I was little suspicious the other day when I received two e-mails from my cat Myrtle. One was the joke at the bottom of this e-mail. The other was more distressing. It wasn’t that the English was stilted, and that there were a couple typos. It was the fact that she claimed that she represented an employment agency, was doing a survey of salaries, and requested that copies of all my employees’ W-2s be uploaded to a secure site. I don’t even have W-2 employees.
Obviously I am making light of a very serious situation. “With the proliferation of shadowy black markets on the so-called ‘darknet’ — hidden crime bazaars that can only be accessed through special software that obscures one’s true location online — it has never been easier for disgruntled employees to harm their current or former employer. At least, this is the fear driving a growing stable of companies seeking technical solutions to detect would-be insiders.”
A study of embezzlement by US employees by Hiscox finds companies with 151 to 250 employees were hit by the following schemes most often: vendor invoices and false billing (21.4%), payroll fraud (11.8%), funds theft (8.4%), check fraud (6.8%) and credit card fraud (2.9%). Meanwhile, companies with 251 to 500 employees most often saw vendor invoices and false billing (17.9%), credit card fraud (17.6%) and funds theft (8.4%).
Despite the importance of cybersecurity amidst an environment of increasingly sophisticated and aggressive hackers, however, a large percentage of bank executives are fairly clueless about their organizations’ cybersecurity efforts and whether or not they are actually successful.
Can you believe that 12% of CEOs do not know if their organizations have been hacked within the past 2 years, while roughly 47% of bank EVPs and managing directors and a whopping 72% of SVPs and directors are also unaware of the efficacy of their banks’ cybersecurity measures?
Given such a wide disparity between executive level awareness of bank efforts to fend off cyberattacks, opportunities for hackers are being created as they continually search for a way into banks. If bank employees across the board are not educated about the importance of cybersecurity, or the efforts their own institutions are taking, it seems extremely easy for employees to unknowingly jeopardize such security efforts. Interestingly, this possibility did not rank among executives’ top concerns regarding security.
According to one study, when executives were asked to identify the areas they believe are most vulnerable in their banks’ data security, sharing data with third parties was the biggest concern of both CEOs and other executives (EVPs through managing directors). Meanwhile, external attackers were the biggest concern of the next level of executives (SVPs through directors).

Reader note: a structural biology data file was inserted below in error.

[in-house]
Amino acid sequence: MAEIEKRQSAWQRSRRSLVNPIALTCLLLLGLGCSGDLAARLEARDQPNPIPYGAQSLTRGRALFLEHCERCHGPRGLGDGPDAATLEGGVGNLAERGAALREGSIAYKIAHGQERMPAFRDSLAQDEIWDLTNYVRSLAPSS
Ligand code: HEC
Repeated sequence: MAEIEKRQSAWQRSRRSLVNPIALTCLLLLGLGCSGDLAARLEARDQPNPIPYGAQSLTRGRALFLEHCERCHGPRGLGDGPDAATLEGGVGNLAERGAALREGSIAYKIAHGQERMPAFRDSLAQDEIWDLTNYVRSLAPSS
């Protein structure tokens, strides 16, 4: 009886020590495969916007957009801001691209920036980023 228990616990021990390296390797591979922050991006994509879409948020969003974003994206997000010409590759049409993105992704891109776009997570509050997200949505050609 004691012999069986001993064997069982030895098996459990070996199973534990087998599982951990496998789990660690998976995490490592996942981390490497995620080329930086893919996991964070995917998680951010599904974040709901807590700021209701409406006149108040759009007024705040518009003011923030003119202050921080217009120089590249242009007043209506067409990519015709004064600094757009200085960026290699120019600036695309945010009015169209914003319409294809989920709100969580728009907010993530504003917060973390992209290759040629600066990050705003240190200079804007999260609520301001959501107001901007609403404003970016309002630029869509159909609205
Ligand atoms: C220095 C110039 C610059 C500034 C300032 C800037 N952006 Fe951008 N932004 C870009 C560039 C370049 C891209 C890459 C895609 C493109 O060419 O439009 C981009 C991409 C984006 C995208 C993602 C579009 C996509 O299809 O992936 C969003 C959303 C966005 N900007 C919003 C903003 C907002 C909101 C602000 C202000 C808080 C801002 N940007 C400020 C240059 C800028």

When it comes to executives’ top concerns in the event of a security breach, financial loss was the top concern of CEOs, followed by reputation, litigation, job security and finally regulatory enforcement. Reputation was the top concern of the rest of the executives, followed by financial loss and regulatory enforcement.
While it is not necessarily surprising that CEOs often look at cybersecurity differently than other executives, the unfortunate reality is that lenders and banks can’t afford to let such information gaps remain. Hackers are constantly looking for such gaps, so communication is critical.
Community banks should take the time to ensure that all employees are kept up to date about their banks’ big picture cybersecurity efforts and the steps they can take to ensure these efforts are successful. One place where lenders and community banks can begin is with the website specifically created for this purpose by the FFIEC at http://www.ffiec.gov/cybersecurity.htm. This website was created specifically to help financial company executives determine where their biggest cybersecurity risks are, so that they can take steps to reduce such threats.
And the UK is reporting that for the first time ever, cybercrime has now surpassed all other forms of crime in the country. Advisen, “the leading provider of data, media, and technology solutions for the commercial property and casualty insurance market,” published an infographic that illustrates cyber risk trends derived from the company’s proprietary cyber database of more than 26,000 cases. “Ransomware incidents, in which a type of malicious code encrypts data and demands payment for its recovery, are one of today’s fastest growing cyber threats. As of mid-year, the number of cases is projected to double from 2015 to 2016, reaching an all-time high. Cyber cases exposing more than one million records peaked in 2013, but the number of cases in 2015 remains 70% higher than those in 2010. “In addition, the number of suits filed alleging a violation of the Telephone Consumer Protection Act (TCPA) reached an all-time high in 2015 and is expected to grow even higher in 2016. Similarly, TCPA violations have increased by 40% from 2014 to 2015, resulting in a 140% increase in settlements within the same time period. “’Other cyber risk categories that have seen steady growth are System/Network Security Disruptions and Privacy Violations, both of which tripled in size from 2010 to 2015,’ commented Aloysius Tan, Advisen’s Cyber Expert and Product Manager. ‘Privacy violations grew 13% from 2014 to 2015—a trend we expect to continue.’” (Advisen’s cyber database includes more than 26,000 cases involving billions of unauthorized disclosures, thefts, or serious disruptions of customer & employee identities, corporate assets, and systems capabilities. Growing at a rate of 200 new cases with 1000 updates per week, this loss data is housed in a structured, relational database, and is mapped to the appropriate company from our database of over 20 million insureds.)
HR-2121 is still in the news. Some say that the bill, passed by the House earlier this year and now moving through the Senate, “is being hailed as a triumph for small business. The legislation, if approved, would make it easier for loan officers leaving a big bank to take a job with a small independent lender or start a brokerage.” The MBA, for example, as one of its priorities, is focused on getting H.R. 2121, the SAFE Transitional Licensing Act, through the Senate.
Yet there is opposition. Bob Schwab writes, “HR 2121 is blatantly unfair to all fully licensed MLO’s. We were all required to take all of the necessary steps to become fully licensed MLOs and all of the Bank MLOs got a free pass. They did not have to take 20 hours of classwork, pass a federal and state exam, undergo a background check, submit finger prints, allow the government to pull their credit or pay a lot of money to the NMLS. When we change companies we have to wait for the regulators blessing before we can originate. Many times we have to get fingerprinted again (this is totally ridiculous- finger prints don’t change), or have a new background check or allow the government to pull our credit before we can originate. The fees the regulators charge are ridiculous.